When, in the final act, we see him surveying the underground world he's known for so long, we don't see a monster, but a damaged little boy begging for love; this is an important revelation, and it goes a long way to validating the kiss Christine plants square on the mouth before she departs. Truthfully, it was a kiss I used to flinch at — it seemed forced, corny, gross, especially considering how the Phantom had been less an "angel" to her than a domineering demon, shouting commands to "sing for me!" (here, that scene is presented as a formal voice lesson, with Mann gesturing across his chest and making wide motions with his arms, imploring her to "breathe") — but that kiss is now one of acceptance and understanding, and it goes a long ways to unpacking the character's psychology. In other words, it's touching. Mann's portrayal is less boorish, more boyish, and reveals the man, not the monster. The Phantom's dangerous pranks — the slamming sandbags, the falling chandelier (which is, in this production, perched literally above the orchestra section of the audience), even the murdered stagehand who'd made fun of him — feel more like childish antics, more emo, less abomination. That may not be what traditional musical-theatre audiences want, but it's what works for 21st century musical theatre. A more identifiable (and indeed, familiar) Phantom is one that hopes to attract a younger audience, one with higher expectations in terms of characterization, and specific cultural touchstones when it comes to portrayals of romantic, tormented outsiders.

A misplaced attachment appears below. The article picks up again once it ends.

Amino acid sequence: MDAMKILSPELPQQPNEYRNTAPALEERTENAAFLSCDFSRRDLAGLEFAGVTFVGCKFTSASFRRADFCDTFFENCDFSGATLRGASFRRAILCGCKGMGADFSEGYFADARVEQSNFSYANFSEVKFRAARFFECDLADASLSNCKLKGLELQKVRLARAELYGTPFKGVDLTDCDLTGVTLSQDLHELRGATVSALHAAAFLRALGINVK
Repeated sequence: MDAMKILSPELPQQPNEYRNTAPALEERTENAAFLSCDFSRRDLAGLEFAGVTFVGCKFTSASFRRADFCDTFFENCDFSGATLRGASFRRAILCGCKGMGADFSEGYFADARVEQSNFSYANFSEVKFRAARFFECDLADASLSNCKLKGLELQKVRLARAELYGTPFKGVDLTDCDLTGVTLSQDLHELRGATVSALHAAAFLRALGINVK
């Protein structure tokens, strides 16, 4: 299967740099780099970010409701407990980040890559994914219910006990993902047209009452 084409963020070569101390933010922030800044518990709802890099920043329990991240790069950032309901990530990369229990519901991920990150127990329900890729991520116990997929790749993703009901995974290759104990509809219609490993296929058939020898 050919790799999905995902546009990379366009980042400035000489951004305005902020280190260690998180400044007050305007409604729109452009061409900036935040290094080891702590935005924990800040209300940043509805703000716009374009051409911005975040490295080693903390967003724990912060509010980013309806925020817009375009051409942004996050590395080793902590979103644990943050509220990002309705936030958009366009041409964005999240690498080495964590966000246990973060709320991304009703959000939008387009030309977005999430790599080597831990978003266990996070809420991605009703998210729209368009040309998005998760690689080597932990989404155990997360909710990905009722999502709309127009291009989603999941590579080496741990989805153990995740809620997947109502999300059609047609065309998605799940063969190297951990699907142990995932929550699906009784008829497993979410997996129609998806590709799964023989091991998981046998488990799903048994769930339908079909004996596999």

In watching this new Phantom, one couldn't help but be reminded of the moody anti-heroes from the Twilight series. The resemblances are, in many respects, striking, and it's smart of producer Cameron Mackintosh to mainline this vibe for a whole new audience. His efforts are greatly enhanced with a young, dynamic cast, and Mann, along with Katie Travis (as Christine) and Storm Lineberger (as Raoul) turn in performances that give this Phantom a youthful vigor, one filled with intense emotions and operatic reactions that, while not matching the dread of the original source material, mines the story for its hormone-laden, tainted-love storyline, not to mention Andrew Lloyd Webber's eminently hummable score. The sense of the work being mean-spirited to opera is still one I can't quite shake (does the formal "opera" presented here have to be so utterly disjointed, snobbish, and generally discordant?) but soprano Jacquelynne Fontaine's stellar performance, as the opera singer Carlotta, helps to elegantly quiet that notion. As with Mann, Fontaine's portrayal is far richer than a cartoonish, one-dimensional, diva cliche. In performing the pseudo-opera "It Muto" (clearly a satire of Mozart's works, particularly The Marriage of Figaro), Fontaine expertly balances annoyance, pathos, humor, ambition, and terror in equal measure, softening the harsh lines between "opera" and actual opera presented in the work, and succeeding, through her remarkable voice and stage presence, in bridging the two worlds with grace and a wink-nudge smile.

Jacquelynne Fontaine as Carlotta Giudicelli. Photo: Matthew Murphy
Still, one comes out of this new production of Phantom less smiling and more haunted at the impression it leaves; the portrait of a damaged, damaging loner with delusions of grandeur and the weak link in a wretched romantic triangle feels uncomfortably near. Never before have I emerged from a Lloyd Webber work hearing a melody in my head long after the curtain comes down, but the famous Phantom tune (a kind of unofficial theme) "Music of the Night" sat, ear-worm like, for several days, its Baroque-influenced lined and haunting orchestration seeping into consciousness along with Mann's entreating expression. A Phantom for all times? I'm not so sure. A Phantom for the 21st century? Definitely. See it and decide for yourself.